The more work that I find myself carrying out in sectors that are considered ‘low interest’ (code for ‘unsexy’, or boring), the more I realise how rewarding they can be. So I like this story because not only is it an insurance story, it’s in a part of the insurance world that’s traditionally least loved, and hence most ripe for disruption: the SME sector.

Now SMEs should themselves be exciting: They make up the largest, most diverse and most dynamic, portion of the UK’s private sector economy. With almost zero barriers to entry, SMEs are also a massive opportunity. Anyone can set up a business from their kitchen table and innovation is ubiquitous, from peer-to-peer lending and crowdfunding to 3-D printing and mobile payment technology.

But insurance companies like Aviva have often been slow to crack the code. With a big business culture, it was no surprise that it needed help ‘thinking’, and then ‘acting’, more like a small business. So we embarked on an adventure that we hoped would enable us to get closer to SMEs, find new ways to serve them, and (perhaps) bring about a little cultural revolution within Aviva.

The method was something we called ‘Gamechanger’, a collaborative, end-to-end, product and service innovation approach combining trends, data and market analysis, ethnography and co-creation.

History of success

The process delivers worked-through innovation concepts, not just insights or ideas, and we already had one success under our belt (the new home insurance proposition recently launched by Barclays).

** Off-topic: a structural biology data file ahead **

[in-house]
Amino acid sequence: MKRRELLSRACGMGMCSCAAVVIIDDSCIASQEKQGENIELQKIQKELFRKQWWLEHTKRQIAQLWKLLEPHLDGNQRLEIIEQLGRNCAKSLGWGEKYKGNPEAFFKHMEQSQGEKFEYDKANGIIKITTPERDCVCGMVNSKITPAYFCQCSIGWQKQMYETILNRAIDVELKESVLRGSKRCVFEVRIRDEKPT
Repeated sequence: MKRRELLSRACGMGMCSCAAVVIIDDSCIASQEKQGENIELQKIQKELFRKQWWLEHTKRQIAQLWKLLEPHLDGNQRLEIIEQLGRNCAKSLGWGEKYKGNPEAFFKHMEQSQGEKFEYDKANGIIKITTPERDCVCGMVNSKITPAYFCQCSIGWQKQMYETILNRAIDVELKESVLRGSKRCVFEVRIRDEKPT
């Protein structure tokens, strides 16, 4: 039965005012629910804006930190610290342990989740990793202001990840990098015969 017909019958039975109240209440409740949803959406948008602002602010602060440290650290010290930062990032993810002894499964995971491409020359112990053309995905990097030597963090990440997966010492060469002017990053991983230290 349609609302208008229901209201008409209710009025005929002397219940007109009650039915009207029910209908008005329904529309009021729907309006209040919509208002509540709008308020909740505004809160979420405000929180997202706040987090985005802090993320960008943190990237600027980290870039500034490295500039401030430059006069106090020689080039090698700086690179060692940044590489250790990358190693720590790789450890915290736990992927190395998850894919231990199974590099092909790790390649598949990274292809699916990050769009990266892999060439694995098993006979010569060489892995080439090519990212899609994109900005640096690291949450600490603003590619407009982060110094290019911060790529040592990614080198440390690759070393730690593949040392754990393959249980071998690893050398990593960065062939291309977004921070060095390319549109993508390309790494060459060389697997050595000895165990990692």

Many of the elements will be familiar to qualitative researchers. We hung out with SMEs. We visited them in their places of work, from a sweet shop to a call centre. We ran workshops and we did interviews.

We drew on many of our favourite creative techniques to help reframe insurance: Art from Within (a psycho-drawing technique courtesy of Roy Langmaid and Nicky Forsythe), role play, storytelling.

All of this helped us find out things that were new, and challenging for Aviva. For example (drum roll….) small isn’t simple. You can be a four-man band, but a major supplier to Amazon for cloud services. You can run a team of 10 electricians, but work in nuclear power stations. You can run a wine shop, but have an MBA and a career in the city (before you got out during the recession).

Insurers often treat small businesses like simple businesses and that’s missing a big trick. Equally, we pointed out that small business owners work in their businesses nine to five and work on their businesses 24/7. When the insurance broker (the traditional channel) is closed. Another trick missed.

These stories were important. They challenged preconceptions that had held Aviva back and allowed it to see that a more customisable, flexible, offer was not just the right solution for larger, supposedly more advanced businesses, but also a requirement for smaller companies in a digital economy. These stories travelled. And have become part of its culture.

Enabling change

But for me the more important point about the work was how we deployed co-creation that would successfully challenge and enable a whole series of changes: to product (a pipeline of innovations that Aviva is working on), to brokers (an improved platform that won awards last year), to channel (a new direct offer that is targeting the busy, digitally-minded, SME) and to culture (new job titles with ‘customer’ in them, and new governance structures).

Among the very first acts for us was to start by uncovering taboos which we could challenge. We spent time doing what we call a ‘sacred cows’ exercise (“list all the assumptions that could hold you back”). We worked with customers and Aviva to generate breakthrough innovation ideas. We spent time with cross-functional teams exploring and sorting the possible from the desirable.

Co-creation, in our experience, is much more than an ideation technique, it’s an organisational learning approach. As Customer Solutions Director Ian Ferguson put it: “gamechanger has helped drive us on our journey to being a properly customer-first company.”